Dental Hygiene and Dementia

Written by Active Minds on Monday the 15th of February 2016.

News

We all know how important it is to take care of our teeth but when we’re tired or busy our brushing or flossing routines can sometimes slip. But while you might not mind sacrificing a perfect Hollywood smile for a few more minutes in bed, recent studies have shown that the effects of poor dental hygiene might have a much more serious impact.

Researchers at the University of Central Lancashire studied brain samples both from people with dementia and people without, and found evidence of a bacteria associated with gum disease in a significant number of the samples from those with the condition.

The team believes that the bacteria, Porphyromonas gingivalis, is able to make it’s way into the bloodstream and on to the brain, where it triggers the release of chemicals thought to damage brain cells in the same way as Alzheimer’s and similar conditions. Another report originating in the United States also found parallels between bad dental hygiene and an increased risk of dementia.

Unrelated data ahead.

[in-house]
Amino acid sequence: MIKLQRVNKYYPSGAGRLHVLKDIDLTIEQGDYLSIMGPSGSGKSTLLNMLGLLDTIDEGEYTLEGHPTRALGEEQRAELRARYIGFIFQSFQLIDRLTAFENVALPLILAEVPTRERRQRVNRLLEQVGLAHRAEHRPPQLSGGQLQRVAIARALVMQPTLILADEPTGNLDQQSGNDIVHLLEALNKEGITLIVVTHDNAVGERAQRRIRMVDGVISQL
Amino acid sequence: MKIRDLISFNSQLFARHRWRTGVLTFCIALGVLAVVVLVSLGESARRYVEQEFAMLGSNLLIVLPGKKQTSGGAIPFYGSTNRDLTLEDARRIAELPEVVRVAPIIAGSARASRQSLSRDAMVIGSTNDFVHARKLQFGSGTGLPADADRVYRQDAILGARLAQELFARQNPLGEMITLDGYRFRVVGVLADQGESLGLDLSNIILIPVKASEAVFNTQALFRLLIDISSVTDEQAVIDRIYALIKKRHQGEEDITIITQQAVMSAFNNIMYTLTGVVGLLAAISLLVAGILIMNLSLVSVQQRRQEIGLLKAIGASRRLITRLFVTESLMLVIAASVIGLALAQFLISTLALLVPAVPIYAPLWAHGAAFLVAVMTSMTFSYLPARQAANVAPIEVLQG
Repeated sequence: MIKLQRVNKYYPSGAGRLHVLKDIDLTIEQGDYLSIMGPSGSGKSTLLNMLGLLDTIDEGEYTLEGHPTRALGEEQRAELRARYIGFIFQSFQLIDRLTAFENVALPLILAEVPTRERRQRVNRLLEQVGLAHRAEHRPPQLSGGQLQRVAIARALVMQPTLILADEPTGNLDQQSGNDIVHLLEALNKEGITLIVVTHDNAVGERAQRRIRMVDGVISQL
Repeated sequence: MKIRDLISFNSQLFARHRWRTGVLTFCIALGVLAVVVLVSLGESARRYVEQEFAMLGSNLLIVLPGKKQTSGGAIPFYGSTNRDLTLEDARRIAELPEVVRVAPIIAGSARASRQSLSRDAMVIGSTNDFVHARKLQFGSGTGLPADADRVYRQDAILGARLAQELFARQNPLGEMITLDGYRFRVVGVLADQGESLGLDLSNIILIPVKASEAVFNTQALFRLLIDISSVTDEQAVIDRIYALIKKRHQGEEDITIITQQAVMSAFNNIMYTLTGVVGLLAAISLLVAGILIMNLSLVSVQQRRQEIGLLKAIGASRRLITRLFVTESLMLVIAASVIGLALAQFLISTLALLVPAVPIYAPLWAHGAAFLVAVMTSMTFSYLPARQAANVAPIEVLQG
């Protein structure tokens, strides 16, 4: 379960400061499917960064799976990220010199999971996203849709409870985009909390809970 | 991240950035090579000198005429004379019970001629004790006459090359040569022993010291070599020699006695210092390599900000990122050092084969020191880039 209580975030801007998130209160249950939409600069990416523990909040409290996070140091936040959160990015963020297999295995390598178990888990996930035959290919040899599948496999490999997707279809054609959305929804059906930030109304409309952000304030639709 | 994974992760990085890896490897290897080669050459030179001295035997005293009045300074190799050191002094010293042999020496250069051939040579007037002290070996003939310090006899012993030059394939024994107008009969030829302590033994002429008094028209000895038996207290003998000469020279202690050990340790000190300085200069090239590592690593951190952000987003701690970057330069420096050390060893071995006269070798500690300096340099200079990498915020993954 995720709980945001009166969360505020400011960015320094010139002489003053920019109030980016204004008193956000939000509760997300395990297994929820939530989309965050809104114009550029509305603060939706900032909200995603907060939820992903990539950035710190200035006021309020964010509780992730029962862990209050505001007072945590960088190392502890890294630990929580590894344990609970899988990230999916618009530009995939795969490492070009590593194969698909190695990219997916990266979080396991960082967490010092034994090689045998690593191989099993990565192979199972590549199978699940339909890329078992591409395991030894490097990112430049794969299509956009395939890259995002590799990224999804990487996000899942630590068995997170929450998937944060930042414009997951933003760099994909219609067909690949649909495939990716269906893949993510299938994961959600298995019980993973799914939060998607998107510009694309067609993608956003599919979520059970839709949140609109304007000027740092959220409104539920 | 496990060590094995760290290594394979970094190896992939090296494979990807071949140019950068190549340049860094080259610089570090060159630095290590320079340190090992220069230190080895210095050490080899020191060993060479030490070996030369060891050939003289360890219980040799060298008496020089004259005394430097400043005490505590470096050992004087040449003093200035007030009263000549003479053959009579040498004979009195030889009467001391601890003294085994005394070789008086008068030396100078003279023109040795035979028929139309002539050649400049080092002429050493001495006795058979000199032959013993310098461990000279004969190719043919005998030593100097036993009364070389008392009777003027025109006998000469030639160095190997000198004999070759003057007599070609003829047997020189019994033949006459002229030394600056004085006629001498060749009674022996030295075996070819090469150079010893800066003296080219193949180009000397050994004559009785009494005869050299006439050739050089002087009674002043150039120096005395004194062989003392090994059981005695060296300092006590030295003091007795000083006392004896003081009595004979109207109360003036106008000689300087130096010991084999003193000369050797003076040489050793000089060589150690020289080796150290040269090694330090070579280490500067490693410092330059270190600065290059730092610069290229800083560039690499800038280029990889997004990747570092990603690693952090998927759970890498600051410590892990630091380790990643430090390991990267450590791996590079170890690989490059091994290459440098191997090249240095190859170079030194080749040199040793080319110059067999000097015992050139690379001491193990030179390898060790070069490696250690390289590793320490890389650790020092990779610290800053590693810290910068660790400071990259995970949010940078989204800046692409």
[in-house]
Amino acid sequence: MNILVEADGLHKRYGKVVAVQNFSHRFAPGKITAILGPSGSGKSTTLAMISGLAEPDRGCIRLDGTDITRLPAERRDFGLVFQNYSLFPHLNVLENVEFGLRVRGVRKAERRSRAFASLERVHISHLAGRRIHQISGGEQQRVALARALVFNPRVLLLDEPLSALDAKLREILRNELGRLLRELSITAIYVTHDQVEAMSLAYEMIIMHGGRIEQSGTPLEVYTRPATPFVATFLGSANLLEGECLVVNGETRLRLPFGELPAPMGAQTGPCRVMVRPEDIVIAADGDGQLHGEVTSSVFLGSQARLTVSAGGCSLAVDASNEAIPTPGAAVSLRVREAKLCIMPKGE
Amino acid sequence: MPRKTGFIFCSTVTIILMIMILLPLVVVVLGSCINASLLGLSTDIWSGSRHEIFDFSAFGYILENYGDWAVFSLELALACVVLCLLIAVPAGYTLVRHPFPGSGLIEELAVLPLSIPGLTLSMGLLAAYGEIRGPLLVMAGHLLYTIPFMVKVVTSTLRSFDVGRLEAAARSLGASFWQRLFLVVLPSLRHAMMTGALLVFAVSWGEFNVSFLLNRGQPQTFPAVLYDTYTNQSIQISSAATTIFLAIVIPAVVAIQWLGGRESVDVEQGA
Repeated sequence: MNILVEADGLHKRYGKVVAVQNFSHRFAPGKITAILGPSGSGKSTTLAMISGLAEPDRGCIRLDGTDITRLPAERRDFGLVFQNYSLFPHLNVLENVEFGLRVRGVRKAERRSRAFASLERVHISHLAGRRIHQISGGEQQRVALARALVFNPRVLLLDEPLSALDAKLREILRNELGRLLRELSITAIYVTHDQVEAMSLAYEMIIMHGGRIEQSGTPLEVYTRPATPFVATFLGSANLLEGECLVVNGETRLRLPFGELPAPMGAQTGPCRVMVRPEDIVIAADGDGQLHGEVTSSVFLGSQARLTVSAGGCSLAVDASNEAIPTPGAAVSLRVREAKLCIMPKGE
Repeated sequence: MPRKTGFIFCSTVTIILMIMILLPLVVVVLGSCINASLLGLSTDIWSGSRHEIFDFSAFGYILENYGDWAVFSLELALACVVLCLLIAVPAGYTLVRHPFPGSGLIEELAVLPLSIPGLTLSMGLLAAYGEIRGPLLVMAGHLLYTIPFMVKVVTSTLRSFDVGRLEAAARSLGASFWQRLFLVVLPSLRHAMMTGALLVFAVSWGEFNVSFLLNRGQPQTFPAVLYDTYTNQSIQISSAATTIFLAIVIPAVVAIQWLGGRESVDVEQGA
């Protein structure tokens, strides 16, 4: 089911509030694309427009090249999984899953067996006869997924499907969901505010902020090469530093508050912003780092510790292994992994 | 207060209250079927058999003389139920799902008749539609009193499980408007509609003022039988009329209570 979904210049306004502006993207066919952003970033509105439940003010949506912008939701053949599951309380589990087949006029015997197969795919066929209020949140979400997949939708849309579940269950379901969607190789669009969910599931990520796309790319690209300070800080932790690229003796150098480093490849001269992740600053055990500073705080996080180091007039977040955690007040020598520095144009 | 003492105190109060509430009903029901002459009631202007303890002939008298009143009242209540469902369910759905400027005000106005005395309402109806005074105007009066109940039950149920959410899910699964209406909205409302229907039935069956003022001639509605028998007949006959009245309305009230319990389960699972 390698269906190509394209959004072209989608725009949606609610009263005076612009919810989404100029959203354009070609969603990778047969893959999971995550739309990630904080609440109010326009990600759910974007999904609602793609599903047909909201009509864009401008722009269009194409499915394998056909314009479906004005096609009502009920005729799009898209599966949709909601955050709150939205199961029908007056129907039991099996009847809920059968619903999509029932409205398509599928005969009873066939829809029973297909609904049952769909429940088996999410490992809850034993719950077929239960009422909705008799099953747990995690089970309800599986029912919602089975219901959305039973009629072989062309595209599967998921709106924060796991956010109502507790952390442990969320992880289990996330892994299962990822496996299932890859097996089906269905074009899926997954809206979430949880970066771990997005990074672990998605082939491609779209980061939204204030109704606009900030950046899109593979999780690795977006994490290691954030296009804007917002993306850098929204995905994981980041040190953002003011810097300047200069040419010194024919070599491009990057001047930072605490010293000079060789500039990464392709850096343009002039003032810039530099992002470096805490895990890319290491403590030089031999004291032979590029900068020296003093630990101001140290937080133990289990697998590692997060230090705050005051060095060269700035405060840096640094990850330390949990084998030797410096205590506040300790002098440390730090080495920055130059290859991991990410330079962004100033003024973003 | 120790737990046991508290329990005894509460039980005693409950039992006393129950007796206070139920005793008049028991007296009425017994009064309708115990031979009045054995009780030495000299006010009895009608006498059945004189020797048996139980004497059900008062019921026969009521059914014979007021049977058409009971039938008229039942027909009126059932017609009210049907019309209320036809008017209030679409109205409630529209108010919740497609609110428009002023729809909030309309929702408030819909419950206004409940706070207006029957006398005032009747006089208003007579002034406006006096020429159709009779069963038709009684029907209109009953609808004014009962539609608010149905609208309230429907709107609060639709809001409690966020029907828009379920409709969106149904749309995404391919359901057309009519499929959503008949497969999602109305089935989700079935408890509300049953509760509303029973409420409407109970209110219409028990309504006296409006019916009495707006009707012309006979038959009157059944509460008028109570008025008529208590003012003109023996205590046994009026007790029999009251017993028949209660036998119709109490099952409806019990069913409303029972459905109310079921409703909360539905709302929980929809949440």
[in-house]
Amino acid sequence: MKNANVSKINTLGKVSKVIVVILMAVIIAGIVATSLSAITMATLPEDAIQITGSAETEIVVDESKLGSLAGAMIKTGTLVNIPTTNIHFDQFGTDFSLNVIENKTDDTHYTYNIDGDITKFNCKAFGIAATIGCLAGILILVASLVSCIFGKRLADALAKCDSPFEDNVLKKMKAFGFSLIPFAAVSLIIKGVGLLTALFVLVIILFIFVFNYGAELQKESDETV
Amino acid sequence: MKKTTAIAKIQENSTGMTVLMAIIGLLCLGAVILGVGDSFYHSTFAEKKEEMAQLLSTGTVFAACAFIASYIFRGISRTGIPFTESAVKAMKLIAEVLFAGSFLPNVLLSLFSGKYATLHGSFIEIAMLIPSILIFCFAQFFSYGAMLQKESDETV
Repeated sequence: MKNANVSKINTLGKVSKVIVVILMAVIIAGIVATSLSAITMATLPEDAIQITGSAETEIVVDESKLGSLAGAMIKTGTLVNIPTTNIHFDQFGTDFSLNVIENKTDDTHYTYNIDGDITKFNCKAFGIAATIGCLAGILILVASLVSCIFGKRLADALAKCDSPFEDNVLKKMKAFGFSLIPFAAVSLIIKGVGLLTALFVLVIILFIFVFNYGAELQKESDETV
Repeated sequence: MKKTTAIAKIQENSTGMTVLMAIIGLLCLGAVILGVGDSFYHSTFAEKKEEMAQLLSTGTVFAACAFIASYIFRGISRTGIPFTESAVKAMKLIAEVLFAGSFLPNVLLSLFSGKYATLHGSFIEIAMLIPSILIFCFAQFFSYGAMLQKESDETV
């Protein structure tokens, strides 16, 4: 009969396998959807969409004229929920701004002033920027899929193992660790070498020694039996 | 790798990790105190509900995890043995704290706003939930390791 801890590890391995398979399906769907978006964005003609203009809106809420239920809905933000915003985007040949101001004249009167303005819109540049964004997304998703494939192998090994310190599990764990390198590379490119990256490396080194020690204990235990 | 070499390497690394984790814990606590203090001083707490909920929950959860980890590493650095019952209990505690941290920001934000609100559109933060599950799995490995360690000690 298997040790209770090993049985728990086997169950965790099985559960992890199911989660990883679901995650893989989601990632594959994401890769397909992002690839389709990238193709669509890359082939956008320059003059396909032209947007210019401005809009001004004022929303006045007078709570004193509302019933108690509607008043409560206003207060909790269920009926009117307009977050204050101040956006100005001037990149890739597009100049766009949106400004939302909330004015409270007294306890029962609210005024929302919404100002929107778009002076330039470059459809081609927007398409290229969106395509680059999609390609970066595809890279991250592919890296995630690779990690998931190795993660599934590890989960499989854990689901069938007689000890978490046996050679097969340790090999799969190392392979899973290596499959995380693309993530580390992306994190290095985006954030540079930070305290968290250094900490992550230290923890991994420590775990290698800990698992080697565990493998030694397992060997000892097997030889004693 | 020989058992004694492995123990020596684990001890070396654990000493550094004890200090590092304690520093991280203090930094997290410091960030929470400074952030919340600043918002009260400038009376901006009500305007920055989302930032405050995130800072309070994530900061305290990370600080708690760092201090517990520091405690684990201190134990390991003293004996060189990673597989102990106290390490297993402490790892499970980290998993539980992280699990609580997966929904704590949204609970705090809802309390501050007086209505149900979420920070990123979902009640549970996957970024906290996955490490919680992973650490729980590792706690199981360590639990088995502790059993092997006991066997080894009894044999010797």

That’s not to say that skipping a tooth brushing session here and there will definitely cause the condition. The studies done in this area have been comparatively small and researchers stress that the link between dental hygiene and dementia is far from proven. For example, studies do not show whether the bacteria found in the brain caused dementia or whether it was there as a result of dementia. Similarly, they have not yet researched whether the presence of the bacteria is able to cause dementia in the brain of a healthy person or whether it just serves to make an already existing condition worse.

Until more research can be carried out, the link between dementia and poor dental health isn’t a definite one. Still, maintaining good dental hygiene can only be beneficial until we know more about both. If you care for someone who is already living with dementia, make sure to encourage them to keep up a good routine of brushing and flossing, especially during the later stages of the condition where they may struggle to remember to do so.